Carlos Santana is always transforming and creating musical revolutions. The legend sat down with Okayplayer to talk about Power of Peace, The Isley Brothers + growth.
From his younger days in Mexico playing for his father’s mariachi band to most recently supporting DJ Khaled, Bryson Tiller and Rihanna’s heavy sample use of his tune “Maria Maria” for the single “Wild Thoughts,” it seems that every time Carlos Santana is in the room there’s an otherworldly jam session about to happen.
His newest album, Power of Peace, is an intoxicating collaboration of cover songs between The Isley Brothers, (Ron and Ernie) and Santana and his wife, Cindy Blackman Santana, that’s due to be released July 28th. There’s an energy that is potent throughout the album. In the way that Santana likened John Coltrane’s sound to something that rearranges molecular structure, the collaboration of these powerhouses is almost too much to reconcile. The excitement was palpable at the House of Blues in Las Vegas in June where they played songs from the album and the combination of Ernie Isley and Carlos on guitar, Ron’s vocals and Cindy’s drumming was both pyrotechnics on speed and a masterful, meticulously created, detailed sonic painting.
“I was a big fan of Santana,” Wyclef Jean said by phone about working with him on the multi-Grammy winning album, Supernatural, “As a producer it was my dream to work with him. And it was crazy for me to work with somebody who played with [Jimi] Hendrix. I wanted to know then what was the Santana era like, did they feel like they could change music?”
Santana’s story, of course, spans decades. In his first decade he mixed blues and rock originally as the Santana Blues Band, playing at the Fillmore West in San Francisco, jamming with Jerry Garcia, performing at Woodstock, collaborating with Leon Thomas, hanging out and playing with Jimi Hendrix and Miles Davis, and being influenced by John Coltrane and Pharoah Sanders. For the following decades he has played and sang with everyone from his band members like Buddy Miles, Pete and Coke Escovedo, Ricky Wellman, Alice Coltrane, Andy Vargas, Michael Shrieve and Greg Rolie to collaborations with just about everyone including Wyclef Jean, Eric Clapton , and Dave Matthews.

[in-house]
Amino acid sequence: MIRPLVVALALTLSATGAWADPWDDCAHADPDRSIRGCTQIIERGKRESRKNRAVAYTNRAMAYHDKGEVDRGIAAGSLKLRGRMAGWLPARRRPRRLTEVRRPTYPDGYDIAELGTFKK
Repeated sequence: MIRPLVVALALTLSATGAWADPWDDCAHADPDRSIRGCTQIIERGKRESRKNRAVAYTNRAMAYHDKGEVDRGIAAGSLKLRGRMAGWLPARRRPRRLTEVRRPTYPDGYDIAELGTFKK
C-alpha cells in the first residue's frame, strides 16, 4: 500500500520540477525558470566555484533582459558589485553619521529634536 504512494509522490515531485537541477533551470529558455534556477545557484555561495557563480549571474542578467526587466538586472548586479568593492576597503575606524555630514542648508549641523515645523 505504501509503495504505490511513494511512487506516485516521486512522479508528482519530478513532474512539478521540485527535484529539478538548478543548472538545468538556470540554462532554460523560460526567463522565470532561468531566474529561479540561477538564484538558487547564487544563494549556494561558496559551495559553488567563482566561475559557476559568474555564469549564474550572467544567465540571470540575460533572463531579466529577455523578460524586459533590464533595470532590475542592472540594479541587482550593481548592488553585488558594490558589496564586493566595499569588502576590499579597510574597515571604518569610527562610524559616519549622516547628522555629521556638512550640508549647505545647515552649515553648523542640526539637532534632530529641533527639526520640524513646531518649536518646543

Unlike some mishmashes where superstars have come together for a mission album (“We Are the World,” anyone?) Ron Isley and Carlos Santana may seem on the surface like an unlikely duo, but they are spiritual brothers. Coming out of the late ’50s and ’60s, where The Isley’s were confounding the world by blending genres—singing Burt Bacharach, rock-n-roll, doo-wop, gospel, R&B ballads, up-tempo funk, their commitment was to their artistry and it manifested itself in some level of freedom they were able to command in forming their own label, T-Neck Records. In the early incarnation of the band Jimi Hendrix played in the group and lived with the brothers for a period of time. It’s easy to see how they influenced Jimi and Jimi influenced them.
Like Santana, The Isley Brothers have outlasted many groups with 30 studio albums, countless awards and collaborations, and still remained committed to their artistry, constantly making new music.
@Okayplayer got the chance to talk with Carlos Santana and drummer Cindy Blackman Santana about the new album.